[code lang=”bash”]

Next we will define ansible.cfg in the same current path instructing ansible to use root when connecting to the hosts defined in inventory.ini

[code lang=”bash”]
hostfile = inventory.ini
remote_user = root

Final step we need to define a playbook that will install sipxcom.I’ve called this file install_sipxcom.yml

[code lang=”bash”]

– hosts: all

– name: Copy sipxcom.repo in /etc/yum.repos.d
copy: src=sipxcom.repo dest=/etc/yum.repos.d/sipxcom.repo
– name: Install openuc
yum: name=sipxcom state=present

As you can see first we need to download sipxcom.repo file from . This file will be copied by ansible on /etc/yum.repos.d/ path on remote servers and after that will make sure it is installed.

Step 5. Run ansible playbook:

Go get a coffee while sipxcom is installed, it will take a while …

After Ansible finishes the task you will see output that looks like:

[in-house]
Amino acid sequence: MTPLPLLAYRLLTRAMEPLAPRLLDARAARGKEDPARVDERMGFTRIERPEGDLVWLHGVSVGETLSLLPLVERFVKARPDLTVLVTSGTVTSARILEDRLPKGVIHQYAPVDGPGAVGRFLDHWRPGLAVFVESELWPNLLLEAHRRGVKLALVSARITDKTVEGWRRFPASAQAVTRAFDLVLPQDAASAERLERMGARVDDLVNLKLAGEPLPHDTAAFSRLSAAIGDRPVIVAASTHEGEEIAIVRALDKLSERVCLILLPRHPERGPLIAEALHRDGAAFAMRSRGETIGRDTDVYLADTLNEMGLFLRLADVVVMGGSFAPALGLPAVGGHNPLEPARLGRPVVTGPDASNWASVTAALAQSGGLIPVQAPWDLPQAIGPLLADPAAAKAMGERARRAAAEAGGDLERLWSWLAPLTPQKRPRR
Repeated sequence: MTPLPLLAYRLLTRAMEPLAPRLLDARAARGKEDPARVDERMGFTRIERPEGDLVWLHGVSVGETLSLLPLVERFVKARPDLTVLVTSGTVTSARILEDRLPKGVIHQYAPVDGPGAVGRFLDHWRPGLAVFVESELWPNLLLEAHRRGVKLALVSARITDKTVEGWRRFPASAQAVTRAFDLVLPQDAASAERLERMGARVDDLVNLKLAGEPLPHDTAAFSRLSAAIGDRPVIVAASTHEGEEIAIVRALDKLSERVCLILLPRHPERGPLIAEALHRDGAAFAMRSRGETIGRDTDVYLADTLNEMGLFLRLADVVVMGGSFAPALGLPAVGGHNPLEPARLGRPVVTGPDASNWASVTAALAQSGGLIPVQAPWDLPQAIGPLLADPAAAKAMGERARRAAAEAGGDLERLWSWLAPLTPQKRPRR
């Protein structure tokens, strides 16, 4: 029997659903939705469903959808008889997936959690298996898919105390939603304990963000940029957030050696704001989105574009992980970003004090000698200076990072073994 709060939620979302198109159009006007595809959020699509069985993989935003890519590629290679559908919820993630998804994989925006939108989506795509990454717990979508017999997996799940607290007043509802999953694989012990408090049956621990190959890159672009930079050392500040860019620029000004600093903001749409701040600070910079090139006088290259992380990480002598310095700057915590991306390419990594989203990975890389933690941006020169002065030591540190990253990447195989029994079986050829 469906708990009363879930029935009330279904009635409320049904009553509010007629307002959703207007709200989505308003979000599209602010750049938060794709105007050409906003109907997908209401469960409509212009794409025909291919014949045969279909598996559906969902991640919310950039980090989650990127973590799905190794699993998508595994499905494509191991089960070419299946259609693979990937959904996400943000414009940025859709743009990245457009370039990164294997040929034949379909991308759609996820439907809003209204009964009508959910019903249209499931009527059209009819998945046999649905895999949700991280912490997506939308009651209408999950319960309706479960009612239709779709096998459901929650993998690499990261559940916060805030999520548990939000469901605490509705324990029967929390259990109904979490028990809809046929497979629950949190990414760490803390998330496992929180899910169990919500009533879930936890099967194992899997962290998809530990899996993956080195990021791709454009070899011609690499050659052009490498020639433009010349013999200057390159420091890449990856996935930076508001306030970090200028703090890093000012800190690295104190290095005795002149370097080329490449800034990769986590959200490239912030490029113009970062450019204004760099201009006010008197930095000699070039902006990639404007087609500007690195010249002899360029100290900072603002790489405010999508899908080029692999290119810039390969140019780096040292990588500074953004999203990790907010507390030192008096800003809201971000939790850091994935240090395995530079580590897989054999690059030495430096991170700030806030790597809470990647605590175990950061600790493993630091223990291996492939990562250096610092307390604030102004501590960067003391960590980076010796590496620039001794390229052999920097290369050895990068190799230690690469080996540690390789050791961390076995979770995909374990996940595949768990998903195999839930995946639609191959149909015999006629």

[code lang=”bash”]
[mihai@localhost SIPXCOM_Cluster]$ ansible-playbook install_sipxcom.yml

PLAY [all] *********************************************************************

TASK [setup] *******************************************************************
ok: []
ok: []
ok: []

TASK [Copy sipxcom.repo in /etc/yum.repos.d] ***********************************
ok: []
ok: []
ok: []

TASK [Install openuc] **********************************************************
changed: []
changed: []
changed: []

PLAY RECAP ********************************************************************* : ok=3 changed=1 unreachable=0 failed=0 : ok=3 changed=1 unreachable=0 failed=0 : ok=3 changed=1 unreachable=0 failed=0

Step 6. Run sipxecs-setup and connect to your newly installed cluster

You will need to connect to your localhost IP on port 2441 ( guest: 443, host: “244#{i}”, id: ‘https’,)


You can download the PoC files with:
git clone